The issue of cutting or not cutting pensions has monopolised public debate and has become the sole matter of concern for the government. All the moves, attention, and interest of the government revolve around this issue.
No one doubts that the issue concerns hundreds of thousands of citizens who are anxious about their pensions. One must not forget, however, that Greece is not yet a normal country. It will move forward with a largely predetermined fiscal terrain, with specific commitments and targets.
Even the much-touted surpluses that exceed targets, which are an obstacle for the country’s path to growth, cannot be distributed without the approval of creditors.
Indeed, every decision of the government is subject to the review of creditors. That explains why the various statements and bargaining over pensions will drag on, until the issue is resolved by a political decision of Greece’s partners.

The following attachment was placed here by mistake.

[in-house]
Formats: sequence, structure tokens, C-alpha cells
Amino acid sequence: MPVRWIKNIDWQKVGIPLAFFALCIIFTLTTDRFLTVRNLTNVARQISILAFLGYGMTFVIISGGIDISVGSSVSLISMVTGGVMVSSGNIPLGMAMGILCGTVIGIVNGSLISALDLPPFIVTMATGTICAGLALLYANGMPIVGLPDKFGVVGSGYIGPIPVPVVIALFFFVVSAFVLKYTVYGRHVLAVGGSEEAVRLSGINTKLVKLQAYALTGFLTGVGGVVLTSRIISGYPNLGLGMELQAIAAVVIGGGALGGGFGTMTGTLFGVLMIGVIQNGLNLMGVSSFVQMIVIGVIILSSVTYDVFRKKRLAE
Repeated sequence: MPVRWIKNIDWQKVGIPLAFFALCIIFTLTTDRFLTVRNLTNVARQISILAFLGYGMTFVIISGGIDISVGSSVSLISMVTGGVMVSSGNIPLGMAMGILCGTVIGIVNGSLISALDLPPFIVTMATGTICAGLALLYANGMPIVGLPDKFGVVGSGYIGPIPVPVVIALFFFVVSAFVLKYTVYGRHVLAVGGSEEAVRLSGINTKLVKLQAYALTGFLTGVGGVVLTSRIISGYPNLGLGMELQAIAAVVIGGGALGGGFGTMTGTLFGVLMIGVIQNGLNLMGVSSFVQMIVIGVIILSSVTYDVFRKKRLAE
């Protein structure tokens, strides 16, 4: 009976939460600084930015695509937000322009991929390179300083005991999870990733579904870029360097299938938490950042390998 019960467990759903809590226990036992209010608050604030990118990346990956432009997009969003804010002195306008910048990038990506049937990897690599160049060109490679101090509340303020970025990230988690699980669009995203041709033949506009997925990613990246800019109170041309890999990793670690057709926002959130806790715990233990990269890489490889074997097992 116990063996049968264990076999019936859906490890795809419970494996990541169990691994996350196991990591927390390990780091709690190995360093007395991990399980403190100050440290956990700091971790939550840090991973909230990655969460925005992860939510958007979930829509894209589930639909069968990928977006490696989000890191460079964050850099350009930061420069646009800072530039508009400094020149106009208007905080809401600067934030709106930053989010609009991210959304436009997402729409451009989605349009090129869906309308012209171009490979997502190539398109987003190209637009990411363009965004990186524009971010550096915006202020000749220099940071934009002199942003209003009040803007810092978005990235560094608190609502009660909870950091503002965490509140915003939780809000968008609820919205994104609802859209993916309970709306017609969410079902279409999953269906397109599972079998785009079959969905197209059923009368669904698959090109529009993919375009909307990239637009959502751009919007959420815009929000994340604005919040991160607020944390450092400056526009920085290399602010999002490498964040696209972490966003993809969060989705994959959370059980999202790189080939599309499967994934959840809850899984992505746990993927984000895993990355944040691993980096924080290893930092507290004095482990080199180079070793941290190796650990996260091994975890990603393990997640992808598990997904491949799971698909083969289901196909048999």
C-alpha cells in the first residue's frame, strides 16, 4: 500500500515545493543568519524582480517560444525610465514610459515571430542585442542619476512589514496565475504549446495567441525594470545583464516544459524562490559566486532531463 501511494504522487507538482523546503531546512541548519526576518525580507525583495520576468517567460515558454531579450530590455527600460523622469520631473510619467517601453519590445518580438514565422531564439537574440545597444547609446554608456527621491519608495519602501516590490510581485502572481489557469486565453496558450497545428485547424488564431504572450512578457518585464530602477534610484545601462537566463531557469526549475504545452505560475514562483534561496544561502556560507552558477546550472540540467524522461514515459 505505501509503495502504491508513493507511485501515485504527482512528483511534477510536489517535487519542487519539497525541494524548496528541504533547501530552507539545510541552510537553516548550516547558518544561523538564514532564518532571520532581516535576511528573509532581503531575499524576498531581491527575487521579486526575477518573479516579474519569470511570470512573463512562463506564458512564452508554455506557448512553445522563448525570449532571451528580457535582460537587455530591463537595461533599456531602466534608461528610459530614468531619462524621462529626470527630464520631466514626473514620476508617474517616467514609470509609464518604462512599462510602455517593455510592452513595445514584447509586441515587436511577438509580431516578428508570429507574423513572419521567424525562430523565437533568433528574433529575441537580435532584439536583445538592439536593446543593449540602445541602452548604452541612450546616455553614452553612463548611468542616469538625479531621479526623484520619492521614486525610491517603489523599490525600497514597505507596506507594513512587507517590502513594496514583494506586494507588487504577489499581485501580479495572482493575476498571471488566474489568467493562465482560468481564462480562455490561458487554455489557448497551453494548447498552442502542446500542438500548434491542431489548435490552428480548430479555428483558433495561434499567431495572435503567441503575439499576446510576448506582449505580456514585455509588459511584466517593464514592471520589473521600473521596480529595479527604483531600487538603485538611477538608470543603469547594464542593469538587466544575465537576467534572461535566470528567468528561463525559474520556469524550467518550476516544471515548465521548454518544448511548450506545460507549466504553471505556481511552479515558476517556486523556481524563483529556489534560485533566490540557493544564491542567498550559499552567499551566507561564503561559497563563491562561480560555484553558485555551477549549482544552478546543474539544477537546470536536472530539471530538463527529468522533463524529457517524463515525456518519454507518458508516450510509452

Beyond the need to support pensioners who retired earlier – as cuts will certainly be enforced for those who retired after the enactment of the law which cuts pensions, introduced by former labour minister Katrougalos – one must confront the overarching issue of the reconstruction of the country’s productive base.
There can be no growth that does not also involve public funds. With a view to elections, the government clearly is more interested in not displeasing a large segment of the electorate than in dealing with the substance of the country’s development problem.
The insurance system, despite the dramatic cuts that have been made, continues to be a major problem with which the country will constantly be confronted. The solution does not lie in the death of older pensioners, as the prime minister implied at the Thessaloniki International Fair, but rather with the creation of new jobs and a drop in the unemployment rate.
New jobs, however, result from a strong growth impetus from public and private investment. As long as that issue is absent from the public debate, and as long as we are preoccupied with how to distribute the surplus from our misery, we shall continue to confront a dark and uncertain future, and we will wonder why the younger generation is abandoning the country to seek its fortune elsewhere.